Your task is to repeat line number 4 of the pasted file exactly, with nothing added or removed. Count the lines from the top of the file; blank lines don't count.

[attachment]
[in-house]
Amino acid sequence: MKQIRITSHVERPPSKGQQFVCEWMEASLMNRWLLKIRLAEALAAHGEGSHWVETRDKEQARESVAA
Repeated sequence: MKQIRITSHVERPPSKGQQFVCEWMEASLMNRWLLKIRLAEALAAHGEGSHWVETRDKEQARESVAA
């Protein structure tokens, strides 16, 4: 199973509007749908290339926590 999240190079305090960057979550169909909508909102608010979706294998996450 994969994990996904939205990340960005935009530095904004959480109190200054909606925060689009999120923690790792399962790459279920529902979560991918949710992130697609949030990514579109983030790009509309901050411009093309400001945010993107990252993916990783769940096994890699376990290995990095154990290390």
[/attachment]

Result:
């Protein structure tokens, strides 16, 4: 199973509007749908290339926590 999240190079305090960057979550169909909508909102608010979706294998996450 994969994990996904939205990340960005935009530095904004959480109190200054909606925060689009999120923690790792399962790459279920529902979560991918949710992130697609949030990514579109983030790009509309901050411009093309400001945010993107990252993916990783769940096994890699376990290995990095154990290390």